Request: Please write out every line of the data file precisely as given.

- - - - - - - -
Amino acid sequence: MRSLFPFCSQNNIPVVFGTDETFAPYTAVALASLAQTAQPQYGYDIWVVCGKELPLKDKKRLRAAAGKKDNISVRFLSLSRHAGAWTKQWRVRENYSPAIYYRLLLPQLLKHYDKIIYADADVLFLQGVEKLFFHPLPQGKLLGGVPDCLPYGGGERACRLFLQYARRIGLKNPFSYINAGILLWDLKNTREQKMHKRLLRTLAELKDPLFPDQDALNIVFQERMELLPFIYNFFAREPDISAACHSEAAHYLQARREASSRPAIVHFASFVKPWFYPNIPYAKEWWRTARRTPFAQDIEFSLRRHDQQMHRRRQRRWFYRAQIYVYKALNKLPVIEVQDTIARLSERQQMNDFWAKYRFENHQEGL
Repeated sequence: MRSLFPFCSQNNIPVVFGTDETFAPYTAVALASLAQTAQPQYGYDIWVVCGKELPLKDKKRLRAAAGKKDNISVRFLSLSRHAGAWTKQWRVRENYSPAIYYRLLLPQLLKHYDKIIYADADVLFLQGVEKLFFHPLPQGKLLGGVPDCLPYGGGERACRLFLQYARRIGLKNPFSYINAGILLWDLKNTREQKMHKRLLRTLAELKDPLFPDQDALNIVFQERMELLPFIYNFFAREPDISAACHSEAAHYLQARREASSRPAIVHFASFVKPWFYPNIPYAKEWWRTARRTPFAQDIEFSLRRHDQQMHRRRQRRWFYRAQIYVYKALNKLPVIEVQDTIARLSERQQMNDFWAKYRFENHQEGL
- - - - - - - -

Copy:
Amino acid sequence: MRSLFPFCSQNNIPVVFGTDETFAPYTAVALASLAQTAQPQYGYDIWVVCGKELPLKDKKRLRAAAGKKDNISVRFLSLSRHAGAWTKQWRVRENYSPAIYYRLLLPQLLKHYDKIIYADADVLFLQGVEKLFFHPLPQGKLLGGVPDCLPYGGGERACRLFLQYARRIGLKNPFSYINAGILLWDLKNTREQKMHKRLLRTLAELKDPLFPDQDALNIVFQERMELLPFIYNFFAREPDISAACHSEAAHYLQARREASSRPAIVHFASFVKPWFYPNIPYAKEWWRTARRTPFAQDIEFSLRRHDQQMHRRRQRRWFYRAQIYVYKALNKLPVIEVQDTIARLSERQQMNDFWAKYRFENHQEGL
Repeated sequence: MRSLFPFCSQNNIPVVFGTDETFAPYTAVALASLAQTAQPQYGYDIWVVCGKELPLKDKKRLRAAAGKKDNISVRFLSLSRHAGAWTKQWRVRENYSPAIYYRLLLPQLLKHYDKIIYADADVLFLQGVEKLFFHPLPQGKLLGGVPDCLPYGGGERACRLFLQYARRIGLKNPFSYINAGILLWDLKNTREQKMHKRLLRTLAELKDPLFPDQDALNIVFQERMELLPFIYNFFAREPDISAACHSEAAHYLQARREASSRPAIVHFASFVKPWFYPNIPYAKEWWRTARRTPFAQDIEFSLRRHDQQMHRRRQRRWFYRAQIYVYKALNKLPVIEVQDTIARLSERQQMNDFWAKYRFENHQEGL